With the first launch attempt of the SpaceX Falcon Heavy [VIDEO]drawing nigh, a number of media outlets are beginning to relate the implications of the rocket and its capabilities for space exploration. While the space launch system will have much greater capabilities, it is years away from entering operational service and will cost as much as 10 times more to launch than the Falcon Heavy. If the launch goes as planned, the Falcon Heavy will be available now. A report by the Verge provided a lot of the material used in this article.

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Exploring the moons of the outer planets

With the end of the Cassini mission to Saturn, NASA and the scientific community are anxious to mount follow up missions focusing on the moons of Jupiter and Saturn.

Europa has already been manifested for a pair of missions, including a lander. Other potential targets include Titan and Enceladus, moons of Saturn. The Europa mission has been slated for a launch on the Space Launch System. The upcoming budget proposal for the next fiscal year will carry the suggestion that the Europa Clipper, as it is called, be launched on a Falcon Heavy or perhaps the upcoming Blue Origin New Glenn instead. Use of commercial rockets would knock off almost $1 billion from the cost of each mission.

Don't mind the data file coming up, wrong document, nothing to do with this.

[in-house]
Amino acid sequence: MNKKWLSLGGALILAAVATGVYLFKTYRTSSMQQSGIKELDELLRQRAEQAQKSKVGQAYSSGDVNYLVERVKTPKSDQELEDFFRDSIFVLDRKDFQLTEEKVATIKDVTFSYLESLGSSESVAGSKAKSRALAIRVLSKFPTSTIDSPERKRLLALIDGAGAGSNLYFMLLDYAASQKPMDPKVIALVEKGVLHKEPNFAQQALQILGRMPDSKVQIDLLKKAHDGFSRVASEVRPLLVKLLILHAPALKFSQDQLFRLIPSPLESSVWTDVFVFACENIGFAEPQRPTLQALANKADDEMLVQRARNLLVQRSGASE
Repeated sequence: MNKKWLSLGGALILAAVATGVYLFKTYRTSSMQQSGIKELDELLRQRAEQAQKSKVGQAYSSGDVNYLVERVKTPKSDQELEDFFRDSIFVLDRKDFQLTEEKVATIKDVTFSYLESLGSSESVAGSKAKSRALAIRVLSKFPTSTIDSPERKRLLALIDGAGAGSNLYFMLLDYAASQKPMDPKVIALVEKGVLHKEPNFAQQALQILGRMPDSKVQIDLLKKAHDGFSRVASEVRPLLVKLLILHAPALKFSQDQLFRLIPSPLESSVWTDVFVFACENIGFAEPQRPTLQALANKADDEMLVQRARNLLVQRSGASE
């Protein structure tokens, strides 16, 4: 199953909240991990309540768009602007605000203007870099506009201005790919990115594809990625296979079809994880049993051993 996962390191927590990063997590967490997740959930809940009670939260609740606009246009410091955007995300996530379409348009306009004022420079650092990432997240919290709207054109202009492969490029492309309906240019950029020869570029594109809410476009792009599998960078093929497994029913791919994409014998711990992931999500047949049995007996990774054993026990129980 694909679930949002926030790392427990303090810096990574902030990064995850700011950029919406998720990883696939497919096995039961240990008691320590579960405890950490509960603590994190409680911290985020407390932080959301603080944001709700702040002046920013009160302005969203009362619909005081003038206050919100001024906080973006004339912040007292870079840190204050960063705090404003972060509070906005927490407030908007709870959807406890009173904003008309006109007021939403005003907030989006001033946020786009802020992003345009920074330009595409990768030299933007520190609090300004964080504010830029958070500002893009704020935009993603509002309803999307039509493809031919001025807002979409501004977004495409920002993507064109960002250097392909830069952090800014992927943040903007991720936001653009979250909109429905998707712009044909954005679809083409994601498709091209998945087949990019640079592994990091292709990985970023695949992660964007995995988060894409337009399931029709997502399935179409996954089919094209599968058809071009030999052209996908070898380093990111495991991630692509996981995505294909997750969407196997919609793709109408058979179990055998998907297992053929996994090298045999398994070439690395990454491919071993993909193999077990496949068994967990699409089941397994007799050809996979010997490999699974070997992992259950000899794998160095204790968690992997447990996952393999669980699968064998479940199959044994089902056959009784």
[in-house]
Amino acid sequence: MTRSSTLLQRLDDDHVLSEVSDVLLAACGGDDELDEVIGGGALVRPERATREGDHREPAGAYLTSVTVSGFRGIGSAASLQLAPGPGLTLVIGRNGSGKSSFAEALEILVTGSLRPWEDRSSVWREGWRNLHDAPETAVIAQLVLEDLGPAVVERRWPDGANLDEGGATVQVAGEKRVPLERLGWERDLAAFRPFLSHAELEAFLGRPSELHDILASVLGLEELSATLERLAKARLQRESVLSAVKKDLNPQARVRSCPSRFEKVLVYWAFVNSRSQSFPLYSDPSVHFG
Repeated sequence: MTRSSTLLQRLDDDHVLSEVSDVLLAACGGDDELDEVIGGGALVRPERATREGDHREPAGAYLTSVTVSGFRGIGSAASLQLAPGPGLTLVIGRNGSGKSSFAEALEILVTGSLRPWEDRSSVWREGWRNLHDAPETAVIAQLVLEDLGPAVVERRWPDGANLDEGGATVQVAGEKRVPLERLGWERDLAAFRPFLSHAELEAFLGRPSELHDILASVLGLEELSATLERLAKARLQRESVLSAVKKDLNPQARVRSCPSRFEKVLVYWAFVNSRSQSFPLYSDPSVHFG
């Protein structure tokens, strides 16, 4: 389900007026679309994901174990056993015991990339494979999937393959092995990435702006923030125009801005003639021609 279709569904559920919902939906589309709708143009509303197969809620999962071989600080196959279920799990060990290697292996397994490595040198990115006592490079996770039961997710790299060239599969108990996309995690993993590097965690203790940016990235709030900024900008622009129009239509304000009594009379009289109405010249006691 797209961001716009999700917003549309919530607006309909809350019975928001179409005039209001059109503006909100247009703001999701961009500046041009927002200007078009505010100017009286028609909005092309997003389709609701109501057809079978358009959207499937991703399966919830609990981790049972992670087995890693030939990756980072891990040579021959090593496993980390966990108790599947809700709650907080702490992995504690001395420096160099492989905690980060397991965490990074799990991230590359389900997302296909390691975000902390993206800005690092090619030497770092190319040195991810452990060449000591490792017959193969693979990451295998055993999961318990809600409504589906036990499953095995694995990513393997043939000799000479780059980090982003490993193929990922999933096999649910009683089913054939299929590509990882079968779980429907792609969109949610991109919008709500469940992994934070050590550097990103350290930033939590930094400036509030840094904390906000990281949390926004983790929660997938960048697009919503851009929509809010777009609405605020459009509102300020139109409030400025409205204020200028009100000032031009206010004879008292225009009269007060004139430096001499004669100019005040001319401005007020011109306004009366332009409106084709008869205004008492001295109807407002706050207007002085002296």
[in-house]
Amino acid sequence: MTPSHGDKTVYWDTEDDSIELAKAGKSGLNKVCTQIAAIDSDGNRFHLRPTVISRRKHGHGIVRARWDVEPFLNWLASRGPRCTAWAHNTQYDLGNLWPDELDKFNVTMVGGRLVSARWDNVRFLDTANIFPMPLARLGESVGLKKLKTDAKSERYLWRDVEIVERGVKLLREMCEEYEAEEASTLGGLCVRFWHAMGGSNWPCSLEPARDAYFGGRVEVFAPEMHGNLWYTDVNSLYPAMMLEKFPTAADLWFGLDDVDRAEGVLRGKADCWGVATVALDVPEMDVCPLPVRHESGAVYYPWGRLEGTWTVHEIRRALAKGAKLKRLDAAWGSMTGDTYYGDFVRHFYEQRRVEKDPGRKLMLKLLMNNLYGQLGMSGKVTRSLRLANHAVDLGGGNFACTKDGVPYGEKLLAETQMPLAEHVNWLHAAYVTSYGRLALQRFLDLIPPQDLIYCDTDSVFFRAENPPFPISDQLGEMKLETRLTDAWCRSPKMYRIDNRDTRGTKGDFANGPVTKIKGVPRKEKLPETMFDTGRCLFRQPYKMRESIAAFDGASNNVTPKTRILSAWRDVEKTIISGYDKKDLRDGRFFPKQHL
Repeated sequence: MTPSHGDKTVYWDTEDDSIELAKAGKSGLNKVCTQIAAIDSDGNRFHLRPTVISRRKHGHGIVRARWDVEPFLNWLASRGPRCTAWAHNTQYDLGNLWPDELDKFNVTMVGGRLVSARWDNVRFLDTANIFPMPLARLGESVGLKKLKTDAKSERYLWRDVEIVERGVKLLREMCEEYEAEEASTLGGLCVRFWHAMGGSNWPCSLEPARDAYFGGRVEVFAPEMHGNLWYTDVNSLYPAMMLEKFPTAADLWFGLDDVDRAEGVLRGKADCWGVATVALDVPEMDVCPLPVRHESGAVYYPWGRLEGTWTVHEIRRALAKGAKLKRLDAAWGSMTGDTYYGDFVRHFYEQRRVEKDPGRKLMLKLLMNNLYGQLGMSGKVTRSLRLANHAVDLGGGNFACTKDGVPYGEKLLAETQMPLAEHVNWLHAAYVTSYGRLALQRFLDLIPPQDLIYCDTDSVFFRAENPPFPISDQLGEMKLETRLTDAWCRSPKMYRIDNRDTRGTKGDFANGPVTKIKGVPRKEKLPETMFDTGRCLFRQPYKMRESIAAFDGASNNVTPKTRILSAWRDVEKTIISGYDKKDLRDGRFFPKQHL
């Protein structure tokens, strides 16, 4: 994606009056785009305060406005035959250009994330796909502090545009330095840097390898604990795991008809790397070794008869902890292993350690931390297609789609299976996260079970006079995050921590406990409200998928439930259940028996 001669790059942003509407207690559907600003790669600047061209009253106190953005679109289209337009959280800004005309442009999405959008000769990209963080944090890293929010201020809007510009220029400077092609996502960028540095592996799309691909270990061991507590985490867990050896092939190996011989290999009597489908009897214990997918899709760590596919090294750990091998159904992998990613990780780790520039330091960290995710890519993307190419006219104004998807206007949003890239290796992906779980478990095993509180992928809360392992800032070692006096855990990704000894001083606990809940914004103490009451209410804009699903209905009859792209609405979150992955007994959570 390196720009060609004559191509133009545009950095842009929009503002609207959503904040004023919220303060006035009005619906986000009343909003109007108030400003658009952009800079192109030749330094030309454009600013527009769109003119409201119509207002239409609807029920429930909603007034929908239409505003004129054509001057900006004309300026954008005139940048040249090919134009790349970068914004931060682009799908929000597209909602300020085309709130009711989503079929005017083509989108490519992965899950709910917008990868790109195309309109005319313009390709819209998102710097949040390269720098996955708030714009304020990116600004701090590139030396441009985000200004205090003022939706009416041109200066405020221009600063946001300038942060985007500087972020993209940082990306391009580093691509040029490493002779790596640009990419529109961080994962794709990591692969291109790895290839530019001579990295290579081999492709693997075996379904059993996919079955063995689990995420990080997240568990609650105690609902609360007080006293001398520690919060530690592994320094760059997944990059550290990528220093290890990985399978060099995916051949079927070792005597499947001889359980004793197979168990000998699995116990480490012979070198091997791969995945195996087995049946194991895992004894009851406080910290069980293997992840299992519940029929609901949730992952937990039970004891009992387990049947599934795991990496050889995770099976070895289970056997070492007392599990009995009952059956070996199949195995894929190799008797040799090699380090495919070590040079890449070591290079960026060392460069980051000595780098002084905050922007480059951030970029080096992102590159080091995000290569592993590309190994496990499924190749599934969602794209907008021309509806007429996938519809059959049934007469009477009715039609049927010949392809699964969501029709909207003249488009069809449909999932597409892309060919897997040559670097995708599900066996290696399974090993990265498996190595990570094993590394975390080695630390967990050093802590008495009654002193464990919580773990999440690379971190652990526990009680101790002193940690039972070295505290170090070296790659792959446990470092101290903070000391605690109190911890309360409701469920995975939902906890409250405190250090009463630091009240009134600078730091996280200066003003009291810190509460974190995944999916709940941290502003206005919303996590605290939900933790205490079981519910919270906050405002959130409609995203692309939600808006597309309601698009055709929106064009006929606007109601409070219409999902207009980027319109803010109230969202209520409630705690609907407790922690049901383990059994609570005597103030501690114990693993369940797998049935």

Back to the moon early

One intriguing idea that the Falcon Heavy could be used for would be a lunar surface sortie mission [VIDEO]. One Falcon Heavy would be used to place a lunar lander in orbit around the moon. A second Falcon Heavy would send a crew of about two to rendezvous and dock with the lunar lander, once its systems have been checked out.

The two astronauts would transfer to the lander and ride it down to the lunar surface, becoming the first humans to walk on the moon since the mission of Apollo 17 in December 1972. The Falcon Heavy could also land significant payloads on the lunar surface.

Since SpaceX is already developing a version of the crewed Dragon that can loop around the moon for its planned space tourist flight, one would think that the only thing that NASA, perhaps as a part of a lunar COTS project, would need is to build the lander,

The Space Launch System would undoubtedly expand American capabilities, especially when it is in its final form as a launch vehicle that is the equivalent of the Saturn V. On the other hand, if SpaceX builds the Big Falcon Rocket that will also be the equivalent of a Saturn V and be reusable as well, then the case for the SLS becomes greatly diminished. Then the arguing and the finger pointing will begin about why the NASA rocket was even started in the first place.